Amazon tests machine learning software to analyze satellite images from space

D-Orbit's ION satellite launched in January 2022 is testing a machine learning algorithm that can analyze Earth observation images onboard the satellite.
D-Orbit's ION satellite runs a machine-learning experiment for analyzing Earth-observation data. (Image credit: D-Orbit)

For the past 10 months, Amazon has been testing a machine learning software in space that can analyze Earth observation images on its own and send only the best ones to Earth. 

Earth observation satellites have experienced a massive boom over the past decade. Hundreds of satellites, government-owned and private alike, circle the planet and keep an eye on its surface, monitoring signs of climate change but also activities of enemy states. The amount of data these satellites acquire is so vast that sending it all to Earth is challenging due to the limited number of ground stations and available bandwidth. But how could a satellite be made to choose the best and most relevant images to send home? 

Amazon and its partners, Italian space start-up D-Orbit and computing technology developer Unibap, partnered to demonstrate a solution to this problem — an artificially intelligent software running directly on an orbiting satellite that can make its own decisions about which photos to transmit to Earth. 

Related: Microsoft teams up with SpaceX to launch Azure Space to bring cloud computing into the final frontier

"Using Amazon Web Services (AWS) software to perform real-time data analysis onboard an orbiting satellite, and delivering that analysis directly to decision makers via the cloud, is a definite shift in existing approaches to space data management," Max Peterson, AWS vice president, said in a statement. "It also helps push the boundaries of what we believe is possible for satellite operations. Providing powerful and secure cloud capability in space gives satellite operators the ability to communicate more efficiently with their spacecraft and deliver updated commands using AWS tools they’re familiar with."

The experiment ran on D-Orbit's ION satellite, which was launched in January 2022. During the tests, the Unibap-built machine learning payload processed "large quantities of space data directly onboard" the satellite, AWS said in the statement. (Machine learning refers to software algorithms that can learn from patterns in prior data in order to make decisions without following explicit instructions.) The system utilizes AWS machine learning models, which analyze acquired satellite imagery in real time, and the AWS IoT Greengrass cloud management and analytics system that can perform even during periods with limited connectivity.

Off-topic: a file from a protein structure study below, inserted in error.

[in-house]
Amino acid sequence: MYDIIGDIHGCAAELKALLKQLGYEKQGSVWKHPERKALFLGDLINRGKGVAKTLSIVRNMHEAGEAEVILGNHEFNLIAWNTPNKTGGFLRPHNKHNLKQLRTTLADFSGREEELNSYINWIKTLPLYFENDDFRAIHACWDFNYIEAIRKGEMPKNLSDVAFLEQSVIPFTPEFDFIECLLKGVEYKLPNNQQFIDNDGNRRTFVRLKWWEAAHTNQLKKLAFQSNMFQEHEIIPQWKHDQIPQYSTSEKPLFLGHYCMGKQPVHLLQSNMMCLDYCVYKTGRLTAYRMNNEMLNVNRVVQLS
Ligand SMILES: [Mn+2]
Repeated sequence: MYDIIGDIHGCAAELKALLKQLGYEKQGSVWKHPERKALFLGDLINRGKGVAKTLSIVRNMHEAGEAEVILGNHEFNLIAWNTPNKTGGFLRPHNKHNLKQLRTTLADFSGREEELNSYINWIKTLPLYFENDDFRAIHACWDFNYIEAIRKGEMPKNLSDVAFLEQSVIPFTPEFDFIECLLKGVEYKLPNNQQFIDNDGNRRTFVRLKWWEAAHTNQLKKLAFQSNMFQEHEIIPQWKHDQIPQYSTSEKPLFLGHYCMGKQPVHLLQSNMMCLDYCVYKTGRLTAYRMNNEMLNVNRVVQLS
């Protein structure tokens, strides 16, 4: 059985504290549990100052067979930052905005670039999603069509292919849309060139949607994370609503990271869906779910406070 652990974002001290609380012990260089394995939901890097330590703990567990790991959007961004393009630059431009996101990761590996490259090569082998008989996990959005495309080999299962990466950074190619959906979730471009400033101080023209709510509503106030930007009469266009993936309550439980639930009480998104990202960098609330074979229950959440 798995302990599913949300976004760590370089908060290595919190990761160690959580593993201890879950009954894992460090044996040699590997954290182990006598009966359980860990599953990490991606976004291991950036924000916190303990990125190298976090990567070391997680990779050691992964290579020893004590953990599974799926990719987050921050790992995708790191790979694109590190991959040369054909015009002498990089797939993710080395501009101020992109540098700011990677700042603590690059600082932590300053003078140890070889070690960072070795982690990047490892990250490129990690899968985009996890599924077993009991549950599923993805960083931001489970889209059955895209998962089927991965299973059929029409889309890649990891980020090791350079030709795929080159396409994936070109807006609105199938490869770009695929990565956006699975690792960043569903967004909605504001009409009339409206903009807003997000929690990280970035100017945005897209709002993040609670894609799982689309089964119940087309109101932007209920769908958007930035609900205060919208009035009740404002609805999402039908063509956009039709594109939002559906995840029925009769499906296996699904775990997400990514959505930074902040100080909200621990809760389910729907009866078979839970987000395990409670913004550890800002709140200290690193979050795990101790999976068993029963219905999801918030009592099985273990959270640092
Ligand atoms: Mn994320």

"We want to help customers quickly turn raw satellite data into actionable information that can be used to disseminate alerts in seconds, enable onboard federated learning for autonomous information acquisition, and increase the value of data that is downlinked," Fredrik Bruhn, chief evangelist in digital transformation and co-founder of Unibap, said in the statement. "Providing users real-time access to AWS edge services and capabilities on orbit will allow them to gain more timely insights and optimize how they use their satellite and ground resources."

During the experiment the machine learning software successfully identified objects such as atmospheric clouds and billows of wildfire smoke, as well as buildings on the ground and ships in the sea. The software also managed to reduce the size of the images transmitted to Earth by up to 42%, AWS said in the statement, improving the speed and efficiency of the delivery process.

The satellite is still in orbit, continuing its experiments. 

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Tereza Pultarova
Senior Writer

Tereza is a London-based science and technology journalist, aspiring fiction writer and amateur gymnast. Originally from Prague, the Czech Republic, she spent the first seven years of her career working as a reporter, script-writer and presenter for various TV programmes of the Czech Public Service Television. She later took a career break to pursue further education and added a Master's in Science from the International Space University, France, to her Bachelor's in Journalism and Master's in Cultural Anthropology from Prague's Charles University. She worked as a reporter at the Engineering and Technology magazine, freelanced for a range of publications including Live Science,, Professional Engineering, Via Satellite and Space News and served as a maternity cover science editor at the European Space Agency.